When the editor of The CJN asked me to write this column, I refused. Afraid of the challenge, I didn’t realize what an opportunity it was.
Democracy is founded on the principle of participation. Voting is only one format. The responsibility of good citizenship is to speak up, whether in criticism or advocacy. How do you make yourself heard? How do you get your opinion sited? I write.
All this is to explain that in the past, I supported Israel, but I now find myself in the uncomfortable position of loyal opposition.
In 2009 and again in 2010, two women were arrested for praying at the Kotel. It seems absurd to even write these lines. In 1989, Orthodox, Conservative, Reform and Reconstructionist women began to pray at the Kotel on rosh chodesh as a group. In quiet modesty, they persevered for 20 years.
Early on, there was a cartoon of two women in jail, one scantily clad the other modestly dressed. Scantily clad asked modest, “What are you in for, honey?” Answer: “Praying at the Kotel!” Then it was a joke. Now it’s real. How could it be?
How could the government of Israel criminalize behaviour that is halachically viable? The women, Nofrat Frenkel and Anat Hoffman, weren’t breaking any Jewish laws. Wearing a tallit and carrying a Torah are both permissible according to the great halachic leaders of our heritage. When the Women of the Wall (WOW) pressed their legal case to the Supreme Court of Israel, it ruled that nothing the women did was against Jewish law, but in order to keep public order, the state should find a solution to satisfy those who pray there.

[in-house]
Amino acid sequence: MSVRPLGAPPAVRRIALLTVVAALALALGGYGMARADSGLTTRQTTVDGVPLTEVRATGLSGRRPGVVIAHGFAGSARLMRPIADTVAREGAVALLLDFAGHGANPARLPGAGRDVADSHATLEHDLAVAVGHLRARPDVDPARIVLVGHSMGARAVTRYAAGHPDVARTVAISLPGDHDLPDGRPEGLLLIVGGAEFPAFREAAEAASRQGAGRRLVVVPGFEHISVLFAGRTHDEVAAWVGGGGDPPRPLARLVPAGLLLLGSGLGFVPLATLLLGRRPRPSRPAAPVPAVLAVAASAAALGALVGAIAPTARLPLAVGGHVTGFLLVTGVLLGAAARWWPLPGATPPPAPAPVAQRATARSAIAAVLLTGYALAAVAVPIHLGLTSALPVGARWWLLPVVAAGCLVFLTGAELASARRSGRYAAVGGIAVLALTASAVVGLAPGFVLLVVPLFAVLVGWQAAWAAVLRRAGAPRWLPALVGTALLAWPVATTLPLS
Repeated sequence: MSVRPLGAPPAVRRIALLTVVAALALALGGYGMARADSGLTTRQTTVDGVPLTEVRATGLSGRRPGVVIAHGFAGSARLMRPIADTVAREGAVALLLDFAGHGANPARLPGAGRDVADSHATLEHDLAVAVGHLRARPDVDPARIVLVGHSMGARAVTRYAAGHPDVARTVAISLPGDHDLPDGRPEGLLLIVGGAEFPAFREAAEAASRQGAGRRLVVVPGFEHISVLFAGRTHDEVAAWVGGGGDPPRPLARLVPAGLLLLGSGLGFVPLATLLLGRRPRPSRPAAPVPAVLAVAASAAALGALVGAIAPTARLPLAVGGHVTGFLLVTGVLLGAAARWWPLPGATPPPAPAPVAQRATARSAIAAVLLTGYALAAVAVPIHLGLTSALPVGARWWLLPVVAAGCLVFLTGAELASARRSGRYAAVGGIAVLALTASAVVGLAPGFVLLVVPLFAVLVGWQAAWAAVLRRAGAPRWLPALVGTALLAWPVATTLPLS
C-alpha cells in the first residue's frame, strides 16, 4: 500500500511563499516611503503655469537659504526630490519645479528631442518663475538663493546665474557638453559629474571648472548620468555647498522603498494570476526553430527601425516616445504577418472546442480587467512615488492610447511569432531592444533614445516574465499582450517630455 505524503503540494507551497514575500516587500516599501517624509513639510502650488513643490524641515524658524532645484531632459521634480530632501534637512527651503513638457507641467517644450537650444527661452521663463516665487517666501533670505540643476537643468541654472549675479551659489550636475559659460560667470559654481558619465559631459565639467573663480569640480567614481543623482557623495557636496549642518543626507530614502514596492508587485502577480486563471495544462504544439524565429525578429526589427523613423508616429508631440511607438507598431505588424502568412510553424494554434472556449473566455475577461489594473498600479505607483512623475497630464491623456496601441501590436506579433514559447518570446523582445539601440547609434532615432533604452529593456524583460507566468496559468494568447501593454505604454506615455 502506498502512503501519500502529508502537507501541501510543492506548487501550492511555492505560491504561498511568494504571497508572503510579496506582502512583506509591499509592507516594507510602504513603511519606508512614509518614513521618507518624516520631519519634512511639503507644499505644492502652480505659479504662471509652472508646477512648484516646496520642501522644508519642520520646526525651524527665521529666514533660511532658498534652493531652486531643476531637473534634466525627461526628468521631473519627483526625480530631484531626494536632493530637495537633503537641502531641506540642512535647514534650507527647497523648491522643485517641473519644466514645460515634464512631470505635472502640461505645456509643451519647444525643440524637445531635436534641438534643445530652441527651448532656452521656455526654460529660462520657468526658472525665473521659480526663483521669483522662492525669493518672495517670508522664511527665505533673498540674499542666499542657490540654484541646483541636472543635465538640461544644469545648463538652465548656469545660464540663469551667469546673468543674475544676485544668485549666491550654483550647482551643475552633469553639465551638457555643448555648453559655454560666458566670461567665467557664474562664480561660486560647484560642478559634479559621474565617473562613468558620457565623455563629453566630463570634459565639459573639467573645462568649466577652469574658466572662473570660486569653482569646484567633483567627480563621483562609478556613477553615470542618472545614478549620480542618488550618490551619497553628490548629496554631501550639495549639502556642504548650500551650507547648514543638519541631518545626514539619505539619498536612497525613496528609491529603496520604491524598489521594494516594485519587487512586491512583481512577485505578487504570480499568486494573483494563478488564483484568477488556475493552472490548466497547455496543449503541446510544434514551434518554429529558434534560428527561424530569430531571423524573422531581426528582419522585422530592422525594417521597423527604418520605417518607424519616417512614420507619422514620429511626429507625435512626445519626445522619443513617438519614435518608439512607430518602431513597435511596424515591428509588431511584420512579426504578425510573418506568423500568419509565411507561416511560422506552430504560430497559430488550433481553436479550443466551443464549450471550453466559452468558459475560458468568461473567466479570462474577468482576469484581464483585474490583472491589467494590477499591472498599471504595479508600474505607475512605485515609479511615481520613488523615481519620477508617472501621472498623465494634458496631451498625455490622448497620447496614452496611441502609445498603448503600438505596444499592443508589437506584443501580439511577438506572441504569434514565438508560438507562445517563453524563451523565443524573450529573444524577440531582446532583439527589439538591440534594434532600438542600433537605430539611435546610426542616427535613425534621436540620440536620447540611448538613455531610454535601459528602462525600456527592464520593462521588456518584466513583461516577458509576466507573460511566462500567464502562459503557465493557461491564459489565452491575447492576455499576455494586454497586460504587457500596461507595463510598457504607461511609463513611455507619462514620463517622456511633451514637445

“Those who pray there” was a euphemism for only one sector of the Jewish world – the haredi community. The argument is preposterous. In order to satisfy and pacify the haredi element, the state justified their disturbances, ruling that the women were a source of disorder and, therefore, must be restricted.
WOW wishes to pray according to Halachah, not haredi Halachah.
This is not religious freedom. This is not justice.
Since when does Israel back down when faced with a vocal minority that attempts to exclude the rights of others?
The kotel is not a synagogue belonging to one group. Even the army is no longer able to hold its ceremonies there. When did we give the Western Wall away?
Write to your Israeli ambassador. Write to friends in Israel. Jewish women should not be harassed by police or haredi Jews for praying at the Kotel. Speak up.
Women of the Wall may be reached through their website at http://womenofthewall.org.il/.